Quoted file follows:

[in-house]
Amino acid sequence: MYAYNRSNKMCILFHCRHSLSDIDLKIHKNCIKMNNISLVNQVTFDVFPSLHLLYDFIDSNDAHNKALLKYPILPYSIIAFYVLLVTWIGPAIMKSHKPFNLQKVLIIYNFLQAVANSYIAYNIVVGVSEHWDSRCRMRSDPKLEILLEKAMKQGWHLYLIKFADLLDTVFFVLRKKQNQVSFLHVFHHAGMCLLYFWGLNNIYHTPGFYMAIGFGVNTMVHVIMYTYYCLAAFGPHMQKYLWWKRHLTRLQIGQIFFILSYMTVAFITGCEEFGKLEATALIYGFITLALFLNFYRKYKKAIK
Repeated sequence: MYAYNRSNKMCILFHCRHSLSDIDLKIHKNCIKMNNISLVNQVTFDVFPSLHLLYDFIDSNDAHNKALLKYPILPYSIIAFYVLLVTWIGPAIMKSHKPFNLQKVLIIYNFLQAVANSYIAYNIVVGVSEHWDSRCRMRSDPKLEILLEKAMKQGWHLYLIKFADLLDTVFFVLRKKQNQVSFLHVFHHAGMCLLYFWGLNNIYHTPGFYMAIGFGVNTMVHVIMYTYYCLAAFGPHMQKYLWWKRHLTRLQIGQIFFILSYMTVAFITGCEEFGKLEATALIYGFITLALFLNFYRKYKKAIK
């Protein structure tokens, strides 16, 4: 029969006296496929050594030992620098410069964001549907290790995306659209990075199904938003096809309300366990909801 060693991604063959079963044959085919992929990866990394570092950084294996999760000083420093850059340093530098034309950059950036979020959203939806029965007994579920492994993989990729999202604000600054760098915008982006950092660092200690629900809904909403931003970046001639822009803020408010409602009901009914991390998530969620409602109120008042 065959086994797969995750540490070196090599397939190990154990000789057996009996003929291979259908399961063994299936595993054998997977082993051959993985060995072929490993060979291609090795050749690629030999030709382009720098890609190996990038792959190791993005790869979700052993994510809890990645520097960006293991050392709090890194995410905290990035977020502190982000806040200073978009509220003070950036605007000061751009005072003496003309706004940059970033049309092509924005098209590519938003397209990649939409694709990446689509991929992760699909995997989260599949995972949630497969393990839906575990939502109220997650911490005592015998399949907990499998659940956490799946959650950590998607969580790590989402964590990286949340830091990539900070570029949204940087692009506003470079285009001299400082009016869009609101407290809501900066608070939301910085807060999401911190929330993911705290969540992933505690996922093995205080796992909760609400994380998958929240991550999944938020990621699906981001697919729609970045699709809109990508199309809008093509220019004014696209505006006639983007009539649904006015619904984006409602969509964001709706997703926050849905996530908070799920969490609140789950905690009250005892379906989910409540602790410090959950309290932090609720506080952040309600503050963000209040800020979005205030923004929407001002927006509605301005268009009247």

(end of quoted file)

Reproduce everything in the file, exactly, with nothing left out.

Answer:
[in-house]
Amino acid sequence: MYAYNRSNKMCILFHCRHSLSDIDLKIHKNCIKMNNISLVNQVTFDVFPSLHLLYDFIDSNDAHNKALLKYPILPYSIIAFYVLLVTWIGPAIMKSHKPFNLQKVLIIYNFLQAVANSYIAYNIVVGVSEHWDSRCRMRSDPKLEILLEKAMKQGWHLYLIKFADLLDTVFFVLRKKQNQVSFLHVFHHAGMCLLYFWGLNNIYHTPGFYMAIGFGVNTMVHVIMYTYYCLAAFGPHMQKYLWWKRHLTRLQIGQIFFILSYMTVAFITGCEEFGKLEATALIYGFITLALFLNFYRKYKKAIK
Repeated sequence: MYAYNRSNKMCILFHCRHSLSDIDLKIHKNCIKMNNISLVNQVTFDVFPSLHLLYDFIDSNDAHNKALLKYPILPYSIIAFYVLLVTWIGPAIMKSHKPFNLQKVLIIYNFLQAVANSYIAYNIVVGVSEHWDSRCRMRSDPKLEILLEKAMKQGWHLYLIKFADLLDTVFFVLRKKQNQVSFLHVFHHAGMCLLYFWGLNNIYHTPGFYMAIGFGVNTMVHVIMYTYYCLAAFGPHMQKYLWWKRHLTRLQIGQIFFILSYMTVAFITGCEEFGKLEATALIYGFITLALFLNFYRKYKKAIK
């Protein structure tokens, strides 16, 4: 029969006296496929050594030992620098410069964001549907290790995306659209990075199904938003096809309300366990909801 060693991604063959079963044959085919992929990866990394570092950084294996999760000083420093850059340093530098034309950059950036979020959203939806029965007994579920492994993989990729999202604000600054760098915008982006950092660092200690629900809904909403931003970046001639822009803020408010409602009901009914991390998530969620409602109120008042 065959086994797969995750540490070196090599397939190990154990000789057996009996003929291979259908399961063994299936595993054998997977082993051959993985060995072929490993060979291609090795050749690629030999030709382009720098890609190996990038792959190791993005790869979700052993994510809890990645520097960006293991050392709090890194995410905290990035977020502190982000806040200073978009509220003070950036605007000061751009005072003496003309706004940059970033049309092509924005098209590519938003397209990649939409694709990446689509991929992760699909995997989260599949995972949630497969393990839906575990939502109220997650911490005592015998399949907990499998659940956490799946959650950590998607969580790590989402964590990286949340830091990539900070570029949204940087692009506003470079285009001299400082009016869009609101407290809501900066608070939301910085807060999401911190929330993911705290969540992933505690996922093995205080796992909760609400994380998958929240991550999944938020990621699906981001697919729609970045699709809109990508199309809008093509220019004014696209505006006639983007009539649904006015619904984006409602969509964001709706997703926050849905996530908070799920969490609140789950905690009250005892379906989910409540602790410090959950309290932090609720506080952040309600503050963000209040800020979005205030923004929407001002927006509605301005268009009247």